“So count on a flood of new fee proposals. I bet they have a big backlog of fees they want to charge that they haven’t been able to implement for the last two years,” said Kitty Benzar, whose Western Slope No Fee Coalition has spent 15 years fighting for fee-free access to public lands.

A photo of people waiting near Vance's Cabin for free beer.

The cash-strapped U.S. Forest Service now can pursue recreational fees in Colorado without an advisory committee vetting its pay-to-play proposals. 

Agriculture Secretary Tom Vilsack on Thursday approved an exemption request by Gov. John Hickenlooper that allows the Forest Service to establish and collect fees from users of federal recreational land without review by a Recreation Resource Advisory Committee, or RAC. The Federal Land Recreation Enhancement Act, which allows federal land managers to charge fees to help manage impacts in high-traffic recreation areas, requires a RAC. But the act allows an exemption if a governor asks. 

Even without the committee, Colorado’s budget-strapped Forest Service promises “robust public involvement” in all fee proposals. 

In fact, public scrutiny of any new fees or changes in existing fee plans will be stronger under this process, said Jim Bedwell, the Forest Service’s Rocky Mountain Region Director of Recreation, Lands, Minerals and Volunteers. 

“We will do these on a forest-by-forest basis and really be able to talk to interested parties in the area that are primarily affected — the folks who are using these forests,” Bedwell said. “This does give us more direct access and opportunities to talk to people who will be locally affected.” 

The Forest Service had a RAC vetting Colorado recreation fee proposals for six years, but has been unable to seat a committee since 2013. Rocky Mountain Region officials shopped for two years for a forum to vet fee plans. They asked to use the Bureau of Land Management’s RAC, the state trails board and the advisory council for Colorado’s Outdoor Recreation Industry Office, but all declined to serve as the Forest Service’s fee filter. 

So now Colorado joins Nebraska, South Dakota and Wyoming in eliminating RAC reviews of fee plans. 

“So count on a flood of new fee proposals. I bet they have a big backlog of fees they want to charge that they haven’t been able to implement for the last two years,” said Kitty Benzar, whose Western Slope No Fee Coalition has spent 15 years fighting for fee-free access to public lands. “They’ve never had a robust public process for these fees, so why should they start now? I wish the governor of our state had asked the people what they thought about this. This is the first I’ve heard that he had even requested the waiver.”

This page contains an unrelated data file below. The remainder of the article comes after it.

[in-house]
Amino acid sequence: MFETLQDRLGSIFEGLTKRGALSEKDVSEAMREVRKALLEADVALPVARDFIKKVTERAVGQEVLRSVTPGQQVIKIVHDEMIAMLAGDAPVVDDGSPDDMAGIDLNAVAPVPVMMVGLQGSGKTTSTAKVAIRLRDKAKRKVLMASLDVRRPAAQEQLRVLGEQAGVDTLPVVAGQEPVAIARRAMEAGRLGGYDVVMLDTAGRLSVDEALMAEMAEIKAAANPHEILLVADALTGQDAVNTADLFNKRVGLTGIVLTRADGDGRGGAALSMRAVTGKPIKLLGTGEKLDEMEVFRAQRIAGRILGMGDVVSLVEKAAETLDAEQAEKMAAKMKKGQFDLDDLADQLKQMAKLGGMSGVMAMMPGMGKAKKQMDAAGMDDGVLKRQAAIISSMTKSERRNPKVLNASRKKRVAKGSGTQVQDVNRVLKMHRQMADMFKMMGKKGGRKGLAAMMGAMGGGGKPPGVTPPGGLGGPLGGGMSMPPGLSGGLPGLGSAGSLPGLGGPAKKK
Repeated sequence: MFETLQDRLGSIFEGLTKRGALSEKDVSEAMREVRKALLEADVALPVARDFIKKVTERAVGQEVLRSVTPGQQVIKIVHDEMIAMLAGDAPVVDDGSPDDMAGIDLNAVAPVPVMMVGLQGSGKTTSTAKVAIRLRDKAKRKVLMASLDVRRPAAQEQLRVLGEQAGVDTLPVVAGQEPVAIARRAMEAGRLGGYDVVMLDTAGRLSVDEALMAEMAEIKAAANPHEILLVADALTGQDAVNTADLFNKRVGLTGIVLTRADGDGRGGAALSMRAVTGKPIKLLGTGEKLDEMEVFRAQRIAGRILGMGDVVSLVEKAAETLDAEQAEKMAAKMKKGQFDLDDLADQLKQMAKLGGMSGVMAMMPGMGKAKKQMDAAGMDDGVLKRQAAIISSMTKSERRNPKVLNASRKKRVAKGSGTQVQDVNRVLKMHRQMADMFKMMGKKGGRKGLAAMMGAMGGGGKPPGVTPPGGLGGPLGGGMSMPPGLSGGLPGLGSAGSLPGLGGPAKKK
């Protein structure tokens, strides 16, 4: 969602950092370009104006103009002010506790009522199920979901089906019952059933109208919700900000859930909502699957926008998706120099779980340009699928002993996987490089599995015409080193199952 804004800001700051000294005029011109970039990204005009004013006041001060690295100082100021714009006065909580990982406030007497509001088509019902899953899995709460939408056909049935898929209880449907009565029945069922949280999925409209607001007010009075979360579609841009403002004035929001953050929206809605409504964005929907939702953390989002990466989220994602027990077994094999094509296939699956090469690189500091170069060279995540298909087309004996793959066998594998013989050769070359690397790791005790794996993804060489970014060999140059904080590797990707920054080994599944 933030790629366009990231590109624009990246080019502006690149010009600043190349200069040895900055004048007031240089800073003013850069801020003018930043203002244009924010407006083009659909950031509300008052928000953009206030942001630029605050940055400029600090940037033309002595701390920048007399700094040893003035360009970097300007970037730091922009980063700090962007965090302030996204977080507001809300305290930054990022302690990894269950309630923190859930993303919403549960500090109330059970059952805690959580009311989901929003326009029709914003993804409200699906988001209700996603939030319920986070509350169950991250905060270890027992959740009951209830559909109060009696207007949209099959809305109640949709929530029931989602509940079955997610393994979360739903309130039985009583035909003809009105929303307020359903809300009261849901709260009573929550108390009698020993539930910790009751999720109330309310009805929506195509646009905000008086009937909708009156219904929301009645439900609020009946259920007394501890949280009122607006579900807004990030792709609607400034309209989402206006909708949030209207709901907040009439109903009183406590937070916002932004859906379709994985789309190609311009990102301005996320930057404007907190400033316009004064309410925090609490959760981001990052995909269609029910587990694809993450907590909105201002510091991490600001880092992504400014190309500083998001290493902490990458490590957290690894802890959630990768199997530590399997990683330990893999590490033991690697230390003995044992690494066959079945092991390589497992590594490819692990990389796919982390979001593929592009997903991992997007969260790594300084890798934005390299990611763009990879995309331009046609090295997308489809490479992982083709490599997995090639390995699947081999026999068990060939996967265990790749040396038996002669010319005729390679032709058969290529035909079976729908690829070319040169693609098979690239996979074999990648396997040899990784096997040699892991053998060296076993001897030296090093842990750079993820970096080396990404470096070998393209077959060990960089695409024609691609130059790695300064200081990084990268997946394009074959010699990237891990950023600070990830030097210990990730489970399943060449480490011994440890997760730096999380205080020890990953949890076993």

Outdoor Recreation Industry Office chief Luis Benitez said the waiver could give local users more of a voice than they had when decisions were reviewed by a small committee. 

“It seems to me this will engage the public and allow them to be a partner in how the Forest Service works in their own backyard,” he said. “It does not give the Forest Service free rein.” 

Bedwell said fee review still includes a 16-step process and requires public involvement, from users and local residents,regional politicians and other public officials. The Forest Service in Colorado — with its 17 national forests and seven national grasslands anchoring the most trafficked region in the nation — collects about $3 million in recreation fees, Bedwell said. That isn’t enough to keep up with surging demand and facility maintenance. 

“We don’t believe our appropriated funds are going to go up so we do think that it’s a fair and equitable thing that users help pay for their experience beyond what appropriation provides,” he said. “The condition of our facilities is declining and our ability to provide visitor information is declining and we would like to do better and we think the public wants us to do better.”

Jason Blevins

Denver Post

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